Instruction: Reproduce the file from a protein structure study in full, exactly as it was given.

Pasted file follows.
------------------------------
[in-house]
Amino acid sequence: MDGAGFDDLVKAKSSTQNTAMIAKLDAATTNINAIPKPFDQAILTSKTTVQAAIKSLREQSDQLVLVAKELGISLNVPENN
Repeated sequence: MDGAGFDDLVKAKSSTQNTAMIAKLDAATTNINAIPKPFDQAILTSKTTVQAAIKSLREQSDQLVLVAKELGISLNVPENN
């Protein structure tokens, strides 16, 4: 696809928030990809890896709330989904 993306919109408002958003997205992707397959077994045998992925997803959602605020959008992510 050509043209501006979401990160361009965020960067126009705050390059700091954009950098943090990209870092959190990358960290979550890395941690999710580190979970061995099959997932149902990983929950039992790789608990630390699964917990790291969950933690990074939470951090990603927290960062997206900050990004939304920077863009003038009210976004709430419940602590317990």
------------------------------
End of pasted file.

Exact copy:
[in-house]
Amino acid sequence: MDGAGFDDLVKAKSSTQNTAMIAKLDAATTNINAIPKPFDQAILTSKTTVQAAIKSLREQSDQLVLVAKELGISLNVPENN
Repeated sequence: MDGAGFDDLVKAKSSTQNTAMIAKLDAATTNINAIPKPFDQAILTSKTTVQAAIKSLREQSDQLVLVAKELGISLNVPENN
């Protein structure tokens, strides 16, 4: 696809928030990809890896709330989904 993306919109408002958003997205992707397959077994045998992925997803959602605020959008992510 050509043209501006979401990160361009965020960067126009705050390059700091954009950098943090990209870092959190990358960290979550890395941690999710580190979970061995099959997932149902990983929950039992790789608990630390699964917990790291969950933690990074939470951090990603927290960062997206900050990004939304920077863009003038009210976004709430419940602590317990």